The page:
Affectionately referred to as ‘Judo’ Gene LeBell, the man was one of the most important figures in American grappling history passes away at the age of 89. LeBell was an incredibly accomplished martial artist and has earned a 10th degree red belt in Judo, a 10th degree black belt in Kyokushin Budokai, and a 9th degree black belt in Ju Jitsu over the years. In addition to this, LeBell had extensive experience in submission grappling and catch wrestling, having trained with Karl Gotch, Ed ‘Strangler’ Lewis, and Lou Thesz in the past.
LeBell competed as a judoka for a few years and won two Amateur Athletic Union national championships during his tenure, before he switched to becoming a professional wrestler instead. LeBell rose to fame as a result of a single match however, when he engaged in one of the first MMA matches of the modern period against well-regarded boxer Milo Savage in 1963. The rules were entirely open, as LeBell was not allowed to kick or attempt any takedowns under the waist in exchange for Savage wearing a Judo gi during the match, although he would later wear a tighter Karate gi instead.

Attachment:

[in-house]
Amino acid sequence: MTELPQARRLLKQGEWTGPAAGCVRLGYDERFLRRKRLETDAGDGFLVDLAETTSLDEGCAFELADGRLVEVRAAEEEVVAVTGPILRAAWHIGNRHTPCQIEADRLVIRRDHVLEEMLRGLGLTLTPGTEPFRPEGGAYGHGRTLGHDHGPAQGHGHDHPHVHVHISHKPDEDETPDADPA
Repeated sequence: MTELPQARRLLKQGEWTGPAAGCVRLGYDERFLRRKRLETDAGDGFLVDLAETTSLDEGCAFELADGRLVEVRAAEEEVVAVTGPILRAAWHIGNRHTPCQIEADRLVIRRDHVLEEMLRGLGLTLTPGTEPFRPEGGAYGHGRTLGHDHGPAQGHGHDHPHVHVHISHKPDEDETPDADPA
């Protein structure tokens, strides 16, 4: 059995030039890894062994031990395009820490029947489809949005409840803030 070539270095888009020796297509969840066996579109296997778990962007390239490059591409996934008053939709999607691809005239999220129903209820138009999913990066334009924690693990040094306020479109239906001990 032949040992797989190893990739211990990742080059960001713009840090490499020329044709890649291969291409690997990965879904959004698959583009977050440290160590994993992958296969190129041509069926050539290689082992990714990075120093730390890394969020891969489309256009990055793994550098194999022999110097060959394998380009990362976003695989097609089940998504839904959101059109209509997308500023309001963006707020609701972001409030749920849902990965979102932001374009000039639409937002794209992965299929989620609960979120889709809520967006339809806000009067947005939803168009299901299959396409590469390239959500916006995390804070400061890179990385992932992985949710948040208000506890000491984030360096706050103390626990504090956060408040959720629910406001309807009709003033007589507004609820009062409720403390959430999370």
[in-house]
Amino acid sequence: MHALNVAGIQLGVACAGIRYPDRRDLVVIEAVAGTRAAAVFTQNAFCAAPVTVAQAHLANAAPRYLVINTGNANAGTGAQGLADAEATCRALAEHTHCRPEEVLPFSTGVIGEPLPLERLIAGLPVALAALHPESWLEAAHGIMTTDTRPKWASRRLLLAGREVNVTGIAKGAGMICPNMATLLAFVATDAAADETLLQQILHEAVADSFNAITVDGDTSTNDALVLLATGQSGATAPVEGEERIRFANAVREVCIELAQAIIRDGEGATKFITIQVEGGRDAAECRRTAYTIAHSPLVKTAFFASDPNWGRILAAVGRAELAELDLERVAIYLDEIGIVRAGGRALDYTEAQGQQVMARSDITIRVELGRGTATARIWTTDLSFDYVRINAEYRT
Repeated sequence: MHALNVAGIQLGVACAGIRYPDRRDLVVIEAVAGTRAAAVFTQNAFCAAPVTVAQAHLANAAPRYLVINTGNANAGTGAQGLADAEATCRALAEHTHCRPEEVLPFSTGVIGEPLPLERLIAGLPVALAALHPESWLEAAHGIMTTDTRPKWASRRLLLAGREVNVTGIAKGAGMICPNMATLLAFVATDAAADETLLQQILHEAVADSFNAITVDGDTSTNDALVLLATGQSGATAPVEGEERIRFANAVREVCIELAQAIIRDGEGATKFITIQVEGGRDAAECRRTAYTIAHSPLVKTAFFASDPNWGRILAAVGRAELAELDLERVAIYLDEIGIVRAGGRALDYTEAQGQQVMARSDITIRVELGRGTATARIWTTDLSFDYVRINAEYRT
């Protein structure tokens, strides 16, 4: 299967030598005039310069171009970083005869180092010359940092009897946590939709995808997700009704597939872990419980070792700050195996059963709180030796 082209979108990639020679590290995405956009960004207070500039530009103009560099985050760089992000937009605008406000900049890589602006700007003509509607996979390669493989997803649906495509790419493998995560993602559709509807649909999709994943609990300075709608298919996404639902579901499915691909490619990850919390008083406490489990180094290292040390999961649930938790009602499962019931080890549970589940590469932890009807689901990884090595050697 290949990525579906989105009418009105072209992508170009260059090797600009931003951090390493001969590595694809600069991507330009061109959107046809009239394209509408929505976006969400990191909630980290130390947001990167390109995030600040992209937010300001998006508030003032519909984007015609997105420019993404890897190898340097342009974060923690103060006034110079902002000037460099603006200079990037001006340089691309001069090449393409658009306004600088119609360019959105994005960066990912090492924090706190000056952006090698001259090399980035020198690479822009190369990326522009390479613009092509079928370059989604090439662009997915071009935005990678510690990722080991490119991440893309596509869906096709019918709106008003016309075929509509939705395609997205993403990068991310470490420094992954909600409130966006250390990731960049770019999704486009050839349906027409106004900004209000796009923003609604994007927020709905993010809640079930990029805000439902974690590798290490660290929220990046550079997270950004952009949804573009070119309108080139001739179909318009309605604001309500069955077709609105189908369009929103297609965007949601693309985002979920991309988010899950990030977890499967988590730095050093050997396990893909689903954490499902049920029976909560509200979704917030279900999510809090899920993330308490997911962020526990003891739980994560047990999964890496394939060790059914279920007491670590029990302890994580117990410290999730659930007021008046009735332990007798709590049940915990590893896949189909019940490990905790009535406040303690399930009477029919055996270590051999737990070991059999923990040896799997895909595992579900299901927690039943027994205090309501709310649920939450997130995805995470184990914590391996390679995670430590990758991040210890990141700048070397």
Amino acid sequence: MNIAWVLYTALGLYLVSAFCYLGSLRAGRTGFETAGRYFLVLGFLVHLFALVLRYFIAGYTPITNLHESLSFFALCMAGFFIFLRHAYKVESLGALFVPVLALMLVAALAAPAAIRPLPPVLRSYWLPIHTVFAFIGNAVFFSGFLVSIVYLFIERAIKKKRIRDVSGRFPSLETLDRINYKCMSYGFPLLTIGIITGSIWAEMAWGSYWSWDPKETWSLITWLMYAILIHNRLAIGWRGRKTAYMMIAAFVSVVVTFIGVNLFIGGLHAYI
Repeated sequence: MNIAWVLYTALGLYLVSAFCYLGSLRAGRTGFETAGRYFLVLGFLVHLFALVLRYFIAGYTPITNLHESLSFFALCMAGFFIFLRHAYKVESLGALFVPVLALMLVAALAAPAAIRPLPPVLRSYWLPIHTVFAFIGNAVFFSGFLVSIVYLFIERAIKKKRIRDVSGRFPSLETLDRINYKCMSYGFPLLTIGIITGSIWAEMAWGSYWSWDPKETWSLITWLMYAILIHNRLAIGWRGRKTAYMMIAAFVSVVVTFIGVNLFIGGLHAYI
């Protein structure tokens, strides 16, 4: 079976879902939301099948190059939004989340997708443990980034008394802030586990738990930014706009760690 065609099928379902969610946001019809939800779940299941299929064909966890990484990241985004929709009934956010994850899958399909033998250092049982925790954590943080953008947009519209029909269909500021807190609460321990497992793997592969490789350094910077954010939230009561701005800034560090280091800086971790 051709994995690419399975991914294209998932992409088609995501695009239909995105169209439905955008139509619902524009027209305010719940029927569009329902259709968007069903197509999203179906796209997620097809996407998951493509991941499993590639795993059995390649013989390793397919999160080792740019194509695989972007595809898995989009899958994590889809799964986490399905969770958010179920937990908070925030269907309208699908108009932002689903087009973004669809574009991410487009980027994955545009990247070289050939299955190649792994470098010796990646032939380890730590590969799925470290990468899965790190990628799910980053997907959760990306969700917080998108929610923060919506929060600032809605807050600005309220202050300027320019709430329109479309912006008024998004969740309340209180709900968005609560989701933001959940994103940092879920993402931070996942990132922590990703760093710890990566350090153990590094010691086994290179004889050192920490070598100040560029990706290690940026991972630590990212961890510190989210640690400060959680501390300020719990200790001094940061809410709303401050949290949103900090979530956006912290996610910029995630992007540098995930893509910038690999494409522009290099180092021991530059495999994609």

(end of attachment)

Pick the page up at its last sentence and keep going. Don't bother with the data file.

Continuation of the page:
LeBell went on to win the match against Savage after he choked him unconscious using a rear-naked choke. This victory established LeBell as ‘The godfather of grappling’ and he went on to be involved in both combat sports and professional wrestling for decades to come. LeBell ran NWA Hollywood Wrestling for over a decade and performed as the referee for the legendary bout between Muhammad Ali and Antonio Inoki. As a result of his achievements, LeBell received the Frank Gotch award in 2005 for the positive recognition that he brought to the sport of wrestling.
He went on to serve as a judge for several professional MMA fights and also appeared in the corner of legendary women’s MMA champion Ronda Rousey, as a result of a close personal relationship that he had with both her and her mother. Gene LeBell was a true grappling and MMA legend and as he passes away, he will certainly be remembered fondly and admirably by both communities.